If I love a given work of art for some reason, I generally love it for a different reasons than I love some other work of art. I mean, I love Bernard Malamud’s The Fixer. It’s a shattering powerful novel that has haunted me for years. Malamud’s portrayal of Yakov Bok is extraordinary. I also love Terry Pratchett’s Small Gods, which is bright and sharp and funny. It resonates in a different part of my mind. Do I like one more than the other? No. I like them different from one another. It’s the same if you’re playing “Highway to Hell” or “So What?”. The driving power of AC/DC is irresistible, but so is Davis’s quintet.

Anyhow, I guess I’ll probably be asked the question again at some time in the future, and I’ll try to answer it to be polite, but it doesn’t make any sense to me. Does it make sense to you?

That awards meme

Well, everyone seems to be doing the ‘which award winning novels have you read’ thing at the moment, so here’s my go at it. So far I’ve read forty-six of the fifty-three novels (87%) to win the Hugo Award. Rather than go through book by book, I’ll just say I’ve not read:

  • Paladin of Souls, Lois McMaster Bujold
  • Hominids, Robert J. Sawyer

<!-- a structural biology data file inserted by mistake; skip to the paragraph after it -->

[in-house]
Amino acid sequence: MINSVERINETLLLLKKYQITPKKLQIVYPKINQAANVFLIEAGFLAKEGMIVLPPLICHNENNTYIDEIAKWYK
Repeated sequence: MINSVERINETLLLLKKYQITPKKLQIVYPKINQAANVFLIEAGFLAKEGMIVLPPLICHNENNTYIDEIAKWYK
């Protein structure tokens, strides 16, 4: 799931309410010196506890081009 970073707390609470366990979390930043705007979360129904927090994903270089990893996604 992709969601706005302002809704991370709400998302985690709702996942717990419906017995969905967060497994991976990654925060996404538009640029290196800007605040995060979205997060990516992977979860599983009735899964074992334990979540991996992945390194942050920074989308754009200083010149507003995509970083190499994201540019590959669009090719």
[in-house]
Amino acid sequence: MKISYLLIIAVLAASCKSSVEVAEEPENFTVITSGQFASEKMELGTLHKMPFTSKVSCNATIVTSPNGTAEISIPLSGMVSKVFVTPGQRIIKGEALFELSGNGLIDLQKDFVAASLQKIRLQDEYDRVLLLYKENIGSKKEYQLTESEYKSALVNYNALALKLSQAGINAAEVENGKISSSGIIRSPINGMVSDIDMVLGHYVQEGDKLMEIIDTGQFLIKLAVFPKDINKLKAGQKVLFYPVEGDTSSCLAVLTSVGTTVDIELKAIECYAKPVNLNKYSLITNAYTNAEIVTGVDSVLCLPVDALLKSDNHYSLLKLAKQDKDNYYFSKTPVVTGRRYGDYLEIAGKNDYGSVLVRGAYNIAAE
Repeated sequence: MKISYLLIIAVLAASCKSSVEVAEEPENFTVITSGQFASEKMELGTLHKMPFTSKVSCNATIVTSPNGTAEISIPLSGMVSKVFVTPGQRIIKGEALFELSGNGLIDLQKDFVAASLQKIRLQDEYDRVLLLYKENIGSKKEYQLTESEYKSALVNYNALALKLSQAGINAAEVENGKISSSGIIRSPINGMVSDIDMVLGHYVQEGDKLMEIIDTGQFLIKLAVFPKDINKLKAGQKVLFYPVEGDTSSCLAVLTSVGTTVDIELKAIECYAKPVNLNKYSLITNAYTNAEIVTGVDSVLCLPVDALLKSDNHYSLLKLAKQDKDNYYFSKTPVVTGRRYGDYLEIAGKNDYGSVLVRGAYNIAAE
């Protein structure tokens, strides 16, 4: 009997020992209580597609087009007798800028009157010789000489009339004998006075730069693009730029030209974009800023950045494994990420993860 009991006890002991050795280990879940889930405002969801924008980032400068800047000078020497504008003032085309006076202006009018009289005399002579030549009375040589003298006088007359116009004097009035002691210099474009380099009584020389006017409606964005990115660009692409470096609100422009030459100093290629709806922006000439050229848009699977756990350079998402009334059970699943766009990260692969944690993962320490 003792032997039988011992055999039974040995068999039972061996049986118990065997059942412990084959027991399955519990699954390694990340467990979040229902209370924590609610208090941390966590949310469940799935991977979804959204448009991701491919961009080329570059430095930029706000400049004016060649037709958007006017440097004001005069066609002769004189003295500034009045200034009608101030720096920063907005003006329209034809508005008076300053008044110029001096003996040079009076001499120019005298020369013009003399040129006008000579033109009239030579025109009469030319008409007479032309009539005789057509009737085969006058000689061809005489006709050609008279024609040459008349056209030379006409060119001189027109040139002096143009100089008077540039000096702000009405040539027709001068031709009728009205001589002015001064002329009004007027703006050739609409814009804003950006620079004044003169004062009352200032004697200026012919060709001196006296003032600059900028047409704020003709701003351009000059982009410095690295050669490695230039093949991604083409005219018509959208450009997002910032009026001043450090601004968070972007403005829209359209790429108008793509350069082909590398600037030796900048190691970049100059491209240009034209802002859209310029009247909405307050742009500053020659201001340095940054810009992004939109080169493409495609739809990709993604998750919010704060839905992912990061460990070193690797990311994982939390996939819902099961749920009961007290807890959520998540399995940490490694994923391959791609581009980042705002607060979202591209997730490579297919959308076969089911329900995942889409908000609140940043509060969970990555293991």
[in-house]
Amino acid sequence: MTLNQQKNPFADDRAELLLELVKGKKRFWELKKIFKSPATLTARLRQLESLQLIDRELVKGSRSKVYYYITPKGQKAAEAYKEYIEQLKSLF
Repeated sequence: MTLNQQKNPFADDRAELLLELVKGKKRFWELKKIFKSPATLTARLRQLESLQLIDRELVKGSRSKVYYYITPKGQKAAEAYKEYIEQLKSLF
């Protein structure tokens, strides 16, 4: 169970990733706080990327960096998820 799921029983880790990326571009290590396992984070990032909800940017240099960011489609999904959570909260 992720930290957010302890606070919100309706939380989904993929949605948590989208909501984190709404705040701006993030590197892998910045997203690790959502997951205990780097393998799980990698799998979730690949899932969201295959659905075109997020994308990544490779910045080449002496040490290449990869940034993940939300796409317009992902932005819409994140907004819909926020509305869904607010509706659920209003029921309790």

• Dreamsnake, Vonda N. McIntyre
  • Stand on Zanzibar, John Brunner
  • Lord of Light, Roger Zelazny
  • (tie) “…And Call Me Conrad” (This Immortal), Roger Zelazny
  • They’d Rather Be Right (The Forever Machine), Mark Clifton & Frank Riley

Of these, I’ve meant to read the Brunner for a long time, and the Zelazny is actually in my to-read stack at the moment. I didn’t do quite so well with the Nebulas (we parted ways in recent years). Of the forty-one novels to win, I’ve read just thirty-two (78%). I’ve not read:

  • Paladin of Souls, Lois McMaster Bujold
  • The Speed of Dark, Elizabeth Moon
  • The Quantum Rose, Catherine Asaro
  • The Moon and the Sun, Vonda N. McIntyre
  • The Terminal Experiment, Robert J. Sawyer
  • The Healer’s War, Elizabeth Ann Scarborough
  • No Enemy But Time, Michael Bishop
  • Dreamsnake, Vonda N. McIntyre
  • The Einstein Intersection, Samuel R. Delany

Of the thirty-five novels to win the World Fantasy Award, I’ve read twenty-eight (80%). While I really mean to read the Walton, which sounds great, I’ve not got to:

  • Tooth and Claw, Jo Walton
  • The Antelope Wife, Louise Erdrich
  • Godmother Night, Rachel Pollack
  • Lyonesse: Madouc, Jack Vance
  • Perfume, Patrick Süskind
  • Doctor Rat, William Kotzwinkle
  • Bid Time Return, Richard Matheson

Of the thirty-four novels to win the John W Campbell Award, I’ve read just twenty-four (71%, my worst of all of the major awards). I’ve not read:

  • Market Forces, Richard K. Morgan
  • Omega, Jack McDevitt
  • (tie) Terraforming Earth, Jack Williamson
  • Genesis, Poul Anderson
  • Brute Orbits, George Zebrowski
  • Brother to Dragons, Charles Sheffield
  • A Door Into Ocean, Joan Slonczewski
  • The Alteration, Kingsley Amis
  • Malevil, Robert Merle